Increasing demand, limited supply
Domestic and regional African agricultural markets have seen growth, with increasing demand for high value crops. This is great news. However, Africa still relies on imports for most of their raw materials. Importing leaves the continent susceptible to supply shortages and foreign currency risks. Based on current trends, food production system in Sub Saharan Africa would only meet 13% of its food demand in 2050.
International traders are increasingly interested in sourcing from Africa, but the supply quality and quantity is limited and often do not meet procurement requirements. The majority of smallholder farmers lack access to affordable services (including finance) and management expertise to become top-class suppliers for off-takers.
Regional food production, quality raw materials
Through the Grown Sustainably in Africa program, IDH develops partnerships with brands, like Nestle and Unilever, that have the power to increase regional food production and incorporate small scale farmers and SMEs into their supply chains. IDH provides technical assistance to SMEs, to build their capacity to meet supplier requirements, in terms of quality and quantity. With this support, SMEs can become top-class suppliers to international and regional markets and companies, securing raw materials and building traceability for food products across supply chains.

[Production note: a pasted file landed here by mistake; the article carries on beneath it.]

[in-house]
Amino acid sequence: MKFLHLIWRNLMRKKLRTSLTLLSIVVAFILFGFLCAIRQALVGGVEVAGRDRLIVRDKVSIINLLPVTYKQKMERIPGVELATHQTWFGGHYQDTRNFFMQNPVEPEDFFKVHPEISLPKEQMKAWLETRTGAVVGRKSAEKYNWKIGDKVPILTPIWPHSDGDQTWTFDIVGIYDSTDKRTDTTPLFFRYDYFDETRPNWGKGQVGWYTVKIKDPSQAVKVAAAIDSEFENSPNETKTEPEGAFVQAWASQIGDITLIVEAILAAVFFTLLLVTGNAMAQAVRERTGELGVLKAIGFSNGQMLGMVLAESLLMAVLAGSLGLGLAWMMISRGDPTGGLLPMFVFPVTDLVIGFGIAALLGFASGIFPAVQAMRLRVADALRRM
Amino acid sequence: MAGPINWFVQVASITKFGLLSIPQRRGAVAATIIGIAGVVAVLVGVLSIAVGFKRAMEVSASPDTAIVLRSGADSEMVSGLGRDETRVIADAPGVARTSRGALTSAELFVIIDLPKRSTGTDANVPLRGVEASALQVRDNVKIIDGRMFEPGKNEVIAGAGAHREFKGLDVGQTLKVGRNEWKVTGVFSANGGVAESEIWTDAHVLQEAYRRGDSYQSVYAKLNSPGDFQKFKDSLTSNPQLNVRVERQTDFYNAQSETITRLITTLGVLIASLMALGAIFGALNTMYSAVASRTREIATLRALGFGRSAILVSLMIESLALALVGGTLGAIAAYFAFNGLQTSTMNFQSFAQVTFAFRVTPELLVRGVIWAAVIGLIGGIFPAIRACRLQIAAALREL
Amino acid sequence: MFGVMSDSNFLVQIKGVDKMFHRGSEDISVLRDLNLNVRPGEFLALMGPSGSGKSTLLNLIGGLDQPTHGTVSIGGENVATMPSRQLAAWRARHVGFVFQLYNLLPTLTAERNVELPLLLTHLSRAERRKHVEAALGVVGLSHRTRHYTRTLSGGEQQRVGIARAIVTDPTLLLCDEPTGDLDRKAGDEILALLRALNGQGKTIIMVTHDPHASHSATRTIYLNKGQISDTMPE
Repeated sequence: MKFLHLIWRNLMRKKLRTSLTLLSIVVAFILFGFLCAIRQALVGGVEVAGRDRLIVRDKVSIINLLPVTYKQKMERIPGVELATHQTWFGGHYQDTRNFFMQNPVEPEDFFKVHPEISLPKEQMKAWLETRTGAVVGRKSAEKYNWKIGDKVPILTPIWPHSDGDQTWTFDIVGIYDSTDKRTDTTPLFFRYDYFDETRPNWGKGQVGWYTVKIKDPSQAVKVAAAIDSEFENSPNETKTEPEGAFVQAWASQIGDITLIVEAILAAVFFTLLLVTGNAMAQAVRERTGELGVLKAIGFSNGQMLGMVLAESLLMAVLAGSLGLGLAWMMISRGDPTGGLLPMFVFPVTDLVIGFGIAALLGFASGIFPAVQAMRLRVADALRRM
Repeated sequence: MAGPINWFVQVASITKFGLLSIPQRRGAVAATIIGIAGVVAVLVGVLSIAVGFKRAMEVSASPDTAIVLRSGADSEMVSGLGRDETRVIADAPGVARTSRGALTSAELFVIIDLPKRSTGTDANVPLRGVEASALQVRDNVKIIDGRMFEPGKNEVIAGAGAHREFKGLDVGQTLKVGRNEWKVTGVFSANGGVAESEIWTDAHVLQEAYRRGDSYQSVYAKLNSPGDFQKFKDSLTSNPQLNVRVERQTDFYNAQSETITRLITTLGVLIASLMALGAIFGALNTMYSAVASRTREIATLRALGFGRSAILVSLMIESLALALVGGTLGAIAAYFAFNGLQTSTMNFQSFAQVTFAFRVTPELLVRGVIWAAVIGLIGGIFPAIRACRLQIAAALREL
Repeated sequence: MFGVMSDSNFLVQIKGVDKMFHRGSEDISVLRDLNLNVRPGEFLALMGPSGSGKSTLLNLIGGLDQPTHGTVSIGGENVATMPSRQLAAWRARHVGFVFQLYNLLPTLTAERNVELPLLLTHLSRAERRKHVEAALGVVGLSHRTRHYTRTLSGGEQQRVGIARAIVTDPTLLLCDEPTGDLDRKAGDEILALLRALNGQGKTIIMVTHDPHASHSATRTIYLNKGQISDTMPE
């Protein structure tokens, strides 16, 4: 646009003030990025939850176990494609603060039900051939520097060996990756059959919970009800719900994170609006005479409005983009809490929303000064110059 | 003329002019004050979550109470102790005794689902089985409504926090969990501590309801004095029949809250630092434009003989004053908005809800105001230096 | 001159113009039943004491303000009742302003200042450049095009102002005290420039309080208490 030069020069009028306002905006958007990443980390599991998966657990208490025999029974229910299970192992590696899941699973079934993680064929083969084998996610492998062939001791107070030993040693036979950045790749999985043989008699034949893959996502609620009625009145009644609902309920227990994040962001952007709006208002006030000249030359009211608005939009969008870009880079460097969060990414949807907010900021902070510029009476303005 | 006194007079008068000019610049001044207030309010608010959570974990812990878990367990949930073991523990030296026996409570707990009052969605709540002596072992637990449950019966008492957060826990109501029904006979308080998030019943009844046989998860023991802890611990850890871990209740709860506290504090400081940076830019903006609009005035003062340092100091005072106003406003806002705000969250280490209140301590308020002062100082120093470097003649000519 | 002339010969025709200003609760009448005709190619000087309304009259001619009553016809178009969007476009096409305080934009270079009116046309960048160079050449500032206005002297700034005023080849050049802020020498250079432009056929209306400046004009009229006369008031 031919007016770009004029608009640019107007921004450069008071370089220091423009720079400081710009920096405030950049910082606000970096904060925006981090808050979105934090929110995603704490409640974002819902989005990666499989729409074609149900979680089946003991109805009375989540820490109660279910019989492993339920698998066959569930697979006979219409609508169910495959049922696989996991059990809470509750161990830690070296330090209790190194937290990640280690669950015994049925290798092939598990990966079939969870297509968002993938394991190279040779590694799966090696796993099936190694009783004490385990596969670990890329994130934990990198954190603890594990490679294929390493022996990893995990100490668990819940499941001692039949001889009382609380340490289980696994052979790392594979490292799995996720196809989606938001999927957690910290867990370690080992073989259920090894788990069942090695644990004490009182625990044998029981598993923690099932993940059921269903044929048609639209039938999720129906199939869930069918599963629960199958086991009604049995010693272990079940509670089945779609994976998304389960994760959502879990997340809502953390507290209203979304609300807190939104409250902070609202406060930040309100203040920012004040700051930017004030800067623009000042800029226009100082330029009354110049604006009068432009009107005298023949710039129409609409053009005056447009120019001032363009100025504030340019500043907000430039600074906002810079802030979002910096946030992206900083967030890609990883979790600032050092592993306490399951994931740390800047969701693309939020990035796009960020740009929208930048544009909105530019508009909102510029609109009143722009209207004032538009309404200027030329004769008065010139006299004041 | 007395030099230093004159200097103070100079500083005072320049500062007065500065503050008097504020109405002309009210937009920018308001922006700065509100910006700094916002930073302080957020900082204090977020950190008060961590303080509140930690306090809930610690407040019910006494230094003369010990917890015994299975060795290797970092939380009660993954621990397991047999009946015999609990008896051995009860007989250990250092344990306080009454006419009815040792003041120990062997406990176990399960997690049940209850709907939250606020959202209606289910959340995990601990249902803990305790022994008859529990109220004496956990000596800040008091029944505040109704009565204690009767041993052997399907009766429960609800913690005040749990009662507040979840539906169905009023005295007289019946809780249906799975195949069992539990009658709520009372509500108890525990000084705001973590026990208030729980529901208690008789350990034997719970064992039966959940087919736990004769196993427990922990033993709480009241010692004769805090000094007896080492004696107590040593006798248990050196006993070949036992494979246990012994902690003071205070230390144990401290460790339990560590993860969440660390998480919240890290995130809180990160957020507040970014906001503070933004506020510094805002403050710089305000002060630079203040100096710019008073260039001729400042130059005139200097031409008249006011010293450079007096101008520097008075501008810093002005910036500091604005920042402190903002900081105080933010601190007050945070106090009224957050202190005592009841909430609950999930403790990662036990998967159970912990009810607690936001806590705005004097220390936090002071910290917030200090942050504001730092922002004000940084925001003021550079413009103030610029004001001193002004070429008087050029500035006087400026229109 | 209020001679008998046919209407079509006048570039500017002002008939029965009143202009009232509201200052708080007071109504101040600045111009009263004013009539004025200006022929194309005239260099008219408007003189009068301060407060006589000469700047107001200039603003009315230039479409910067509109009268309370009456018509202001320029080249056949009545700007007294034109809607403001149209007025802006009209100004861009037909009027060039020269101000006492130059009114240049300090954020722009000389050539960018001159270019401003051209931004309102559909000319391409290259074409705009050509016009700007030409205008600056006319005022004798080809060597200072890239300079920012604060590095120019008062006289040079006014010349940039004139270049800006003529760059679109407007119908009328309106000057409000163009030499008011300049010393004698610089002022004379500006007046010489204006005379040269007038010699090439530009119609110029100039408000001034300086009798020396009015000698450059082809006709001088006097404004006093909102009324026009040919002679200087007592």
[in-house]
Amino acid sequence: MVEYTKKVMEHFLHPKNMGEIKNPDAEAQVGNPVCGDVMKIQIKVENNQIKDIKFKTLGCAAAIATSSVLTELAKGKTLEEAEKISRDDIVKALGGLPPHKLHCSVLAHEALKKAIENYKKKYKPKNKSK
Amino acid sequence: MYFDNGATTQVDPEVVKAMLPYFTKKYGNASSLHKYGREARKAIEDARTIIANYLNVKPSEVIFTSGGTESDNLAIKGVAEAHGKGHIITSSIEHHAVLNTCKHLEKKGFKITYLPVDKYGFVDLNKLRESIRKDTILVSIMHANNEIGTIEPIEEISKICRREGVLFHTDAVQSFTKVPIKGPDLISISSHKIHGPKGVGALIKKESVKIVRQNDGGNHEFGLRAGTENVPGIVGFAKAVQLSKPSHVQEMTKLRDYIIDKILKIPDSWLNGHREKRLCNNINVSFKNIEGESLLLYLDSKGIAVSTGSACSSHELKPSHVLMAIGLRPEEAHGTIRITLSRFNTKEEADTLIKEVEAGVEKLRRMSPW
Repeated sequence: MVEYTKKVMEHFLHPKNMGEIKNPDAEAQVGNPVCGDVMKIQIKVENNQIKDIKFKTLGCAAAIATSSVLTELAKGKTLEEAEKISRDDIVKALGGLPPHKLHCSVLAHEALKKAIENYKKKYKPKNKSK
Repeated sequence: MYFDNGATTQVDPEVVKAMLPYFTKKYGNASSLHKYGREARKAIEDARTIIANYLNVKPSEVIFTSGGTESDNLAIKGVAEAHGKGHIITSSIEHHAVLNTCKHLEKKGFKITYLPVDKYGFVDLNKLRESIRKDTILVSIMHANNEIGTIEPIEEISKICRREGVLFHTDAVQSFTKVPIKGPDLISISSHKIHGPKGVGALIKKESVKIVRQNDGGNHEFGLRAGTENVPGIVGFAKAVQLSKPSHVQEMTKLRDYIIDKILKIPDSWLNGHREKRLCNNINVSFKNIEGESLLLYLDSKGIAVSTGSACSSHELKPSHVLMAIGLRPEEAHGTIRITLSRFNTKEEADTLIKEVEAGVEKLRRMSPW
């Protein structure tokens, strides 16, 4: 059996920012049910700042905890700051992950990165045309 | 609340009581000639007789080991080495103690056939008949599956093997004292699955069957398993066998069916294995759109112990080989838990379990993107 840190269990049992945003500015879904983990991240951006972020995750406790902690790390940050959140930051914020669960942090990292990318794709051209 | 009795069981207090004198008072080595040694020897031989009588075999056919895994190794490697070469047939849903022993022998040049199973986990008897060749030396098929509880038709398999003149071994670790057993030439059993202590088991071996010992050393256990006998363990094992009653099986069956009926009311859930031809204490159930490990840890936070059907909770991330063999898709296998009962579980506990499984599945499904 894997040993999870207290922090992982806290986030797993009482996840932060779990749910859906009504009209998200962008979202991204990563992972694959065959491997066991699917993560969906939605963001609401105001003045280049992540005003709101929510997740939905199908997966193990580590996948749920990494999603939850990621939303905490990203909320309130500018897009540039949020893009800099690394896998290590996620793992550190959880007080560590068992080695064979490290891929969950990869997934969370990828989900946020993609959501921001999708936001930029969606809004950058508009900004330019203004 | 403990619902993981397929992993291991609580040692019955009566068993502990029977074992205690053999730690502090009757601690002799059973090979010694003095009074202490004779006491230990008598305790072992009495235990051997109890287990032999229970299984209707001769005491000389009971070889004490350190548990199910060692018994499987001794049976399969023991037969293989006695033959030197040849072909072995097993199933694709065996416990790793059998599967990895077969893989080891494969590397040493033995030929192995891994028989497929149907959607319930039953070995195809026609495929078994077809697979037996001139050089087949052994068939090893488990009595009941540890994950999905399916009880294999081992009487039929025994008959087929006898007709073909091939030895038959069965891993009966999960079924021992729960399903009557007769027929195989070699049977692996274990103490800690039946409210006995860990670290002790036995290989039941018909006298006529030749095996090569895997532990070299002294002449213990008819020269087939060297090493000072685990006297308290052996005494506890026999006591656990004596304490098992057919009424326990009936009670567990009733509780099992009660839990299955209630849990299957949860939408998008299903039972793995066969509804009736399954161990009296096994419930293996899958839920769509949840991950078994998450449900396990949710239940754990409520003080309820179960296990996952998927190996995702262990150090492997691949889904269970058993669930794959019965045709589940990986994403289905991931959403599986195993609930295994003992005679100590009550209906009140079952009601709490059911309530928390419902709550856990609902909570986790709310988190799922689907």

IDH Farmfit Fund – accessable, affordable finance
IDH can also provide equity or guarantees to SMEs, through the IDH Farmfit Fund, to help overcome when banks are unwilling to fund investments into SMEs, or where the cost of funding is too high. This enables local financial institutions and supplier to reduce their risk and expand the scope of lending and service provision.
The IDH approach to value chain development
The GSA program is part of a broader approach IDH takes to develop value chains. The approach is being applied in Rwanda under the HortInvest program, with prospective projects in the Gambia, South Africa, Benin and Guinea. HortInvest is aligned with Rwanda’s National Horticultural Policy and is financed by the Embassy of the Netherlands through the Dutch Ministry of Foreign Affairs. Here we’re partnering with SNV, Agriterra, Wageningen University, and Holland Greentech. Through the program in Rwanda households growing vegetables and fruits for household consumption are working towards compliance with international markets.